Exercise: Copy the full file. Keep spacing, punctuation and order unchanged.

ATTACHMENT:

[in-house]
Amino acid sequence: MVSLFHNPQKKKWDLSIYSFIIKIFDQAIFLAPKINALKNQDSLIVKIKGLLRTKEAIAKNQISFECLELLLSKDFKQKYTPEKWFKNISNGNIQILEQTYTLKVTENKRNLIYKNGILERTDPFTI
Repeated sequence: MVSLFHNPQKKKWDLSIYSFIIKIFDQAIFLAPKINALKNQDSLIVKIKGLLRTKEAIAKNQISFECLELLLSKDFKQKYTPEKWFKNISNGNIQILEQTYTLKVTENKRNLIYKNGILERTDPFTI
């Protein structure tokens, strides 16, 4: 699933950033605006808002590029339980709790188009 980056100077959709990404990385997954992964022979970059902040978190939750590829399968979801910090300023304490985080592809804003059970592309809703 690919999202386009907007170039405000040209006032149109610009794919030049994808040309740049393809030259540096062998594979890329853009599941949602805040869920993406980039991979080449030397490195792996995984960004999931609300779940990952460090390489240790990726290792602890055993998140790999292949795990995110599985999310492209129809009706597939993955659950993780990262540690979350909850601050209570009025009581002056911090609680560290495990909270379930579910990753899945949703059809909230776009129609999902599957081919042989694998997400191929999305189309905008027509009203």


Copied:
[in-house]
Amino acid sequence: MVSLFHNPQKKKWDLSIYSFIIKIFDQAIFLAPKINALKNQDSLIVKIKGLLRTKEAIAKNQISFECLELLLSKDFKQKYTPEKWFKNISNGNIQILEQTYTLKVTENKRNLIYKNGILERTDPFTI
Repeated sequence: MVSLFHNPQKKKWDLSIYSFIIKIFDQAIFLAPKINALKNQDSLIVKIKGLLRTKEAIAKNQISFECLELLLSKDFKQKYTPEKWFKNISNGNIQILEQTYTLKVTENKRNLIYKNGILERTDPFTI
């Protein structure tokens, strides 16, 4: 699933950033605006808002590029339980709790188009 980056100077959709990404990385997954992964022979970059902040978190939750590829399968979801910090300023304490985080592809804003059970592309809703 690919999202386009907007170039405000040209006032149109610009794919030049994808040309740049393809030259540096062998594979890329853009599941949602805040869920993406980039991979080449030397490195792996995984960004999931609300779940990952460090390489240790990726290792602890055993998140790999292949795990995110599985999310492209129809009706597939993955659950993780990262540690979350909850601050209570009025009581002056911090609680560290495990909270379930579910990753899945949703059809909230776009129609999902599957081919042989694998997400191929999305189309905008027509009203």